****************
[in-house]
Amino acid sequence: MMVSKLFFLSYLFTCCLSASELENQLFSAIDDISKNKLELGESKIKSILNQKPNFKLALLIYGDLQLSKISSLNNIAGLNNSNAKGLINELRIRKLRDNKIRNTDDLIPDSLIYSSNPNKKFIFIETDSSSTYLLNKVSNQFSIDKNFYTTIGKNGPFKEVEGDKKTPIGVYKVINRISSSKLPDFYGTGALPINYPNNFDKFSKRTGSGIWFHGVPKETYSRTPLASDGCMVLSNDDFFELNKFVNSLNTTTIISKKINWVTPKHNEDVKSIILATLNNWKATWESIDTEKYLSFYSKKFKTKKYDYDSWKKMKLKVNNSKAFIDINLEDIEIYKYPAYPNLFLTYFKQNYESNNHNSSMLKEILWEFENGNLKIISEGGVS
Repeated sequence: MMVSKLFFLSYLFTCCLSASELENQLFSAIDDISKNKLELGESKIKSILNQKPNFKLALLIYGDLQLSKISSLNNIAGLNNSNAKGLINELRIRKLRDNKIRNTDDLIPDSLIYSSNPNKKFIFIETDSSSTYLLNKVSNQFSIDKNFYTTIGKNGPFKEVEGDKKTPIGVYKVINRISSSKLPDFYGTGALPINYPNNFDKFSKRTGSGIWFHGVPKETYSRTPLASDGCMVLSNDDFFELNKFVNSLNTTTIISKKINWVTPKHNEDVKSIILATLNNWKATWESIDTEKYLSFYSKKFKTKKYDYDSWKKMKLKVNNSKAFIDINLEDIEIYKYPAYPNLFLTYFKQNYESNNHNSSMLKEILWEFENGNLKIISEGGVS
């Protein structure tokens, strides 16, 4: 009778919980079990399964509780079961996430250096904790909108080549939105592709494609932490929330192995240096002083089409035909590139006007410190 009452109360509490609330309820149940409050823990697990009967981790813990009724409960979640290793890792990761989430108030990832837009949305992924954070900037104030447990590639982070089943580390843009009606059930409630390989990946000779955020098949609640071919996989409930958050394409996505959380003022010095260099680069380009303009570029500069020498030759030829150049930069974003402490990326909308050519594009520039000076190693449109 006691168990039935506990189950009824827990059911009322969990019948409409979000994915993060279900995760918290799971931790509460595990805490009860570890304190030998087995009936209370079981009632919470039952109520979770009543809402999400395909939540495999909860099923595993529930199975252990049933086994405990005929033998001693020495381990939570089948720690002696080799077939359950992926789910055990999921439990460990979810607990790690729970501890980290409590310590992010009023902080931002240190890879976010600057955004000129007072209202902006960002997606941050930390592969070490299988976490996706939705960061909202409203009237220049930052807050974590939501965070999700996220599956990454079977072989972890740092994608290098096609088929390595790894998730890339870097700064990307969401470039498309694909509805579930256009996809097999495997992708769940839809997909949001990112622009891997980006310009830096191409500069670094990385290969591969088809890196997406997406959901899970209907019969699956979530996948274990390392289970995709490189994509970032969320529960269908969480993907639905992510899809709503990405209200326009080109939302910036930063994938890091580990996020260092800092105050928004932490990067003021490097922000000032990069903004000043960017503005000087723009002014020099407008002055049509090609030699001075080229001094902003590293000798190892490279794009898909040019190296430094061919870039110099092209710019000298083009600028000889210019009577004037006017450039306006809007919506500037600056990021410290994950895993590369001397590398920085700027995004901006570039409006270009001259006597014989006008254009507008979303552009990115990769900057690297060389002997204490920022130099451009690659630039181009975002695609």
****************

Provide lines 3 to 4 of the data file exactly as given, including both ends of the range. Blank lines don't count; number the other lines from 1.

Repeated sequence: MMVSKLFFLSYLFTCCLSASELENQLFSAIDDISKNKLELGESKIKSILNQKPNFKLALLIYGDLQLSKISSLNNIAGLNNSNAKGLINELRIRKLRDNKIRNTDDLIPDSLIYSSNPNKKFIFIETDSSSTYLLNKVSNQFSIDKNFYTTIGKNGPFKEVEGDKKTPIGVYKVINRISSSKLPDFYGTGALPINYPNNFDKFSKRTGSGIWFHGVPKETYSRTPLASDGCMVLSNDDFFELNKFVNSLNTTTIISKKINWVTPKHNEDVKSIILATLNNWKATWESIDTEKYLSFYSKKFKTKKYDYDSWKKMKLKVNNSKAFIDINLEDIEIYKYPAYPNLFLTYFKQNYESNNHNSSMLKEILWEFENGNLKIISEGGVS
């Protein structure tokens, strides 16, 4: 009778919980079990399964509780079961996430250096904790909108080549939105592709494609932490929330192995240096002083089409035909590139006007410190 009452109360509490609330309820149940409050823990697990009967981790813990009724409960979640290793890792990761989430108030990832837009949305992924954070900037104030447990590639982070089943580390843009009606059930409630390989990946000779955020098949609640071919996989409930958050394409996505959380003022010095260099680069380009303009570029500069020498030759030829150049930069974003402490990326909308050519594009520039000076190693449109 006691168990039935506990189950009824827990059911009322969990019948409409979000994915993060279900995760918290799971931790509460595990805490009860570890304190030998087995009936209370079981009632919470039952109520979770009543809402999400395909939540495999909860099923595993529930199975252990049933086994405990005929033998001693020495381990939570089948720690002696080799077939359950992926789910055990999921439990460990979810607990790690729970501890980290409590310590992010009023902080931002240190890879976010600057955004000129007072209202902006960002997606941050930390592969070490299988976490996706939705960061909202409203009237220049930052807050974590939501965070999700996220599956990454079977072989972890740092994608290098096609088929390595790894998730890339870097700064990307969401470039498309694909509805579930256009996809097999495997992708769940839809997909949001990112622009891997980006310009830096191409500069670094990385290969591969088809890196997406997406959901899970209907019969699956979530996948274990390392289970995709490189994509970032969320529960269908969480993907639905992510899809709503990405209200326009080109939302910036930063994938890091580990996020260092800092105050928004932490990067003021490097922000000032990069903004000043960017503005000087723009002014020099407008002055049509090609030699001075080229001094902003590293000798190892490279794009898909040019190296430094061919870039110099092209710019000298083009600028000889210019009577004037006017450039306006809007919506500037600056990021410290994950895993590369001397590398920085700027995004901006570039409006270009001259006597014989006008254009507008979303552009990115990769900057690297060389002997204490920022130099451009690659630039181009975002695609």